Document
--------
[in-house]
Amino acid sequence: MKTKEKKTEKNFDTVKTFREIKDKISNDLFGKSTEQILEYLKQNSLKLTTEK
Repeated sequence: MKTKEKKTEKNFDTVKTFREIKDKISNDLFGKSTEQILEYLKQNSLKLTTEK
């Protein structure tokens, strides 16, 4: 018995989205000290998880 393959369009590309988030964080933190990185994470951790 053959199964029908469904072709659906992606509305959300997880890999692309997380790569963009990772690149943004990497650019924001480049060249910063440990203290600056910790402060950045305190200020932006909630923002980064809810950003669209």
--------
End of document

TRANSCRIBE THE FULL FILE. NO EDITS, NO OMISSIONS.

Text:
[in-house]
Amino acid sequence: MKTKEKKTEKNFDTVKTFREIKDKISNDLFGKSTEQILEYLKQNSLKLTTEK
Repeated sequence: MKTKEKKTEKNFDTVKTFREIKDKISNDLFGKSTEQILEYLKQNSLKLTTEK
């Protein structure tokens, strides 16, 4: 018995989205000290998880 393959369009590309988030964080933190990185994470951790 053959199964029908469904072709659906992606509305959300997880890999692309997380790569963009990772690149943004990497650019924001480049060249910063440990203290600056910790402060950045305190200020932006909630923002980064809810950003669209």